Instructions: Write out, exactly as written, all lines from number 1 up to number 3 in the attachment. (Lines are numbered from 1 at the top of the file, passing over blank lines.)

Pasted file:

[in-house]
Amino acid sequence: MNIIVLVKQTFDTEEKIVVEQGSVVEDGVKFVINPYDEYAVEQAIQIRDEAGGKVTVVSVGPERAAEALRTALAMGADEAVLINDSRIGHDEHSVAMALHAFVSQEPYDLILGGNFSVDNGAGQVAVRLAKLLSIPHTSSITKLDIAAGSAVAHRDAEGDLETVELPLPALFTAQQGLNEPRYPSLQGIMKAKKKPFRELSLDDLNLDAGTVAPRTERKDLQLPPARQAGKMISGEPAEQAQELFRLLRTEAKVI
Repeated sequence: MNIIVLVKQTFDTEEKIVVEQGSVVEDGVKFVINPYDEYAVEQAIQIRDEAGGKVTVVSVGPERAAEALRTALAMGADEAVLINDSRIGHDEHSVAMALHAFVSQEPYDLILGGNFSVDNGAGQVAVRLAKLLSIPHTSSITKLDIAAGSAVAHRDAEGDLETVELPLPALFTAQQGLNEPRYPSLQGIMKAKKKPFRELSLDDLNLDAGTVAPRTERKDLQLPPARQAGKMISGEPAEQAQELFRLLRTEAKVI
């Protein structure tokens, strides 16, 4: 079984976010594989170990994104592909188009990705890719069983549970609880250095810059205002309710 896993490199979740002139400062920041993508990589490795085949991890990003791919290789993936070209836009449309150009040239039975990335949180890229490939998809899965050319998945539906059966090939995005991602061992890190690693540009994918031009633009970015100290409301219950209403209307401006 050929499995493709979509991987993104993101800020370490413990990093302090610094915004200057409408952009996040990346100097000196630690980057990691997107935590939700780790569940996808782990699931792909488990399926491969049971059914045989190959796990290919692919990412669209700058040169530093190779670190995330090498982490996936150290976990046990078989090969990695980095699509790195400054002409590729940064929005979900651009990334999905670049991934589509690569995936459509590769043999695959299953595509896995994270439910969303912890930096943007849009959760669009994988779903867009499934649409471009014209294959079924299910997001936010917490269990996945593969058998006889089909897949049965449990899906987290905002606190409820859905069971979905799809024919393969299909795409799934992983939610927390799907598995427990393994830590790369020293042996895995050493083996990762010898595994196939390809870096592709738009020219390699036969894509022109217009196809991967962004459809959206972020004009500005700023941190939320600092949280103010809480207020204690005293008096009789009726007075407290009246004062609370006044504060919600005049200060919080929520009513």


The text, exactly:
[in-house]
Amino acid sequence: MNIIVLVKQTFDTEEKIVVEQGSVVEDGVKFVINPYDEYAVEQAIQIRDEAGGKVTVVSVGPERAAEALRTALAMGADEAVLINDSRIGHDEHSVAMALHAFVSQEPYDLILGGNFSVDNGAGQVAVRLAKLLSIPHTSSITKLDIAAGSAVAHRDAEGDLETVELPLPALFTAQQGLNEPRYPSLQGIMKAKKKPFRELSLDDLNLDAGTVAPRTERKDLQLPPARQAGKMISGEPAEQAQELFRLLRTEAKVI
Repeated sequence: MNIIVLVKQTFDTEEKIVVEQGSVVEDGVKFVINPYDEYAVEQAIQIRDEAGGKVTVVSVGPERAAEALRTALAMGADEAVLINDSRIGHDEHSVAMALHAFVSQEPYDLILGGNFSVDNGAGQVAVRLAKLLSIPHTSSITKLDIAAGSAVAHRDAEGDLETVELPLPALFTAQQGLNEPRYPSLQGIMKAKKKPFRELSLDDLNLDAGTVAPRTERKDLQLPPARQAGKMISGEPAEQAQELFRLLRTEAKVI